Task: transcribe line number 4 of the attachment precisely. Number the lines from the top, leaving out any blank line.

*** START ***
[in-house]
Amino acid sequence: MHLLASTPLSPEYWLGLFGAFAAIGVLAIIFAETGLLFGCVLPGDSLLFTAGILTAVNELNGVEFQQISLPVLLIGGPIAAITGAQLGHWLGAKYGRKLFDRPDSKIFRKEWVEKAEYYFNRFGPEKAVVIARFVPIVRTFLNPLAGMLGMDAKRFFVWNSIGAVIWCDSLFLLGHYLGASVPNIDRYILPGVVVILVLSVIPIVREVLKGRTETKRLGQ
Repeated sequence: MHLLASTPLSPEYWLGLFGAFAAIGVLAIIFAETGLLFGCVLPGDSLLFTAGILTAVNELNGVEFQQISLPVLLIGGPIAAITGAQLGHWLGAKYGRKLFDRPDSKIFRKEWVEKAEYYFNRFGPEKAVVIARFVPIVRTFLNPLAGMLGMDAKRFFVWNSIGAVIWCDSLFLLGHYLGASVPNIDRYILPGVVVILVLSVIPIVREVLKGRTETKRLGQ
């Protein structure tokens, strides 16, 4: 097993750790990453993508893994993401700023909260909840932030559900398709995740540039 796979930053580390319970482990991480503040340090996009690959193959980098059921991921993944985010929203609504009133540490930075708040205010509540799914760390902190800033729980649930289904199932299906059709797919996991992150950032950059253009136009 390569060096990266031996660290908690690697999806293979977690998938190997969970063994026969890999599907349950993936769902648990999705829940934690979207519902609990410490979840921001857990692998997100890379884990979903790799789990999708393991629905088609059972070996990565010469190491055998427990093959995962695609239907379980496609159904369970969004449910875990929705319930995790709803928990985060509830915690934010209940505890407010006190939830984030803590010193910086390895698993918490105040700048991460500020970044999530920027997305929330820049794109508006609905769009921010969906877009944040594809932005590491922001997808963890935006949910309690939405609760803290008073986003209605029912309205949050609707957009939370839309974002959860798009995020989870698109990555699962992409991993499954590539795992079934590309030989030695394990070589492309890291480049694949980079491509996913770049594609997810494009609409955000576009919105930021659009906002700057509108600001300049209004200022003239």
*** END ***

């Protein structure tokens, strides 16, 4: 097993750790990453993508893994993401700023909260909840932030559900398709995740540039 796979930053580390319970482990991480503040340090996009690959193959980098059921991921993944985010929203609504009133540490930075708040205010509540799914760390902190800033729980649930289904199932299906059709797919996991992150950032950059253009136009 390569060096990266031996660290908690690697999806293979977690998938190997969970063994026969890999599907349950993936769902648990999705829940934690979207519902609990410490979840921001857990692998997100890379884990979903790799789990999708393991629905088609059972070996990565010469190491055998427990093959995962695609239907379980496609159904369970969004449910875990929705319930995790709803928990985060509830915690934010209940505890407010006190939830984030803590010193910086390895698993918490105040700048991460500020970044999530920027997305929330820049794109508006609905769009921010969906877009944040594809932005590491922001997808963890935006949910309690939405609760803290008073986003209605029912309205949050609707957009939370839309974002959860798009995020989870698109990555699962992409991993499954590539795992079934590309030989030695394990070589492309890291480049694949980079491509996913770049594609997810494009609409955000576009919105930021659009906002700057509108600001300049209004200022003239």